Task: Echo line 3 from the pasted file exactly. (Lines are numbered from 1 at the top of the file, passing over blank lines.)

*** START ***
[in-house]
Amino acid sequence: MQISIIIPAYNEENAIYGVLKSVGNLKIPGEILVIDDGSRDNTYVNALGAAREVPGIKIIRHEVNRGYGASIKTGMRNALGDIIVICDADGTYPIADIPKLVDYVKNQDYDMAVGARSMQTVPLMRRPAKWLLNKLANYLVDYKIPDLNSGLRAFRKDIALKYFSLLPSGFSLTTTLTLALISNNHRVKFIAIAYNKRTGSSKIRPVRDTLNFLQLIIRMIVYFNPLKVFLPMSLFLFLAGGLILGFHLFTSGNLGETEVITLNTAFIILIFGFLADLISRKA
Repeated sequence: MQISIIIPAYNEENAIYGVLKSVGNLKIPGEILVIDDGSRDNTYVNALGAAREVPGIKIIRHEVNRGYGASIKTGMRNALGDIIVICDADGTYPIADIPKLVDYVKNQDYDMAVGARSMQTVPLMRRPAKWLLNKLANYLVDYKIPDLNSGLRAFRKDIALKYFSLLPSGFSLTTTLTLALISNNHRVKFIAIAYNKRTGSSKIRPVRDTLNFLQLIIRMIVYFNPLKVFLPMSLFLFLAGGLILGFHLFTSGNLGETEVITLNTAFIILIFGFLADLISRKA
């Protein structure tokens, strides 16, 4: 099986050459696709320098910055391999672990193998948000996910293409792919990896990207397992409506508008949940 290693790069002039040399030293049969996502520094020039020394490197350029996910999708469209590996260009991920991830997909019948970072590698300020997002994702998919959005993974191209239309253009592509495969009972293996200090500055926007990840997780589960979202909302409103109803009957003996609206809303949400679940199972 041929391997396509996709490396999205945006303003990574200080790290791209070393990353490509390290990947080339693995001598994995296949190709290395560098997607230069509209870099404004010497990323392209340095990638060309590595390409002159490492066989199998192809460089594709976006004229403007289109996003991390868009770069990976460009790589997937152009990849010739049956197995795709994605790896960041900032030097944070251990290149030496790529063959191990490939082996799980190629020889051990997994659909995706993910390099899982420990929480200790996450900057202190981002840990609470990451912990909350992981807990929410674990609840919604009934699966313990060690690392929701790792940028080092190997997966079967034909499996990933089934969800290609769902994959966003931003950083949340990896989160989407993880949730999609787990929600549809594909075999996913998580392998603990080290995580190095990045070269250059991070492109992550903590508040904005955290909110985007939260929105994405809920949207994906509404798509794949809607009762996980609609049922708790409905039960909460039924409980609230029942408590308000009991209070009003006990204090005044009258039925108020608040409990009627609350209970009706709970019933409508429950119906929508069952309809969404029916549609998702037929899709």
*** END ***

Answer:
Repeated sequence: MQISIIIPAYNEENAIYGVLKSVGNLKIPGEILVIDDGSRDNTYVNALGAAREVPGIKIIRHEVNRGYGASIKTGMRNALGDIIVICDADGTYPIADIPKLVDYVKNQDYDMAVGARSMQTVPLMRRPAKWLLNKLANYLVDYKIPDLNSGLRAFRKDIALKYFSLLPSGFSLTTTLTLALISNNHRVKFIAIAYNKRTGSSKIRPVRDTLNFLQLIIRMIVYFNPLKVFLPMSLFLFLAGGLILGFHLFTSGNLGETEVITLNTAFIILIFGFLADLISRKA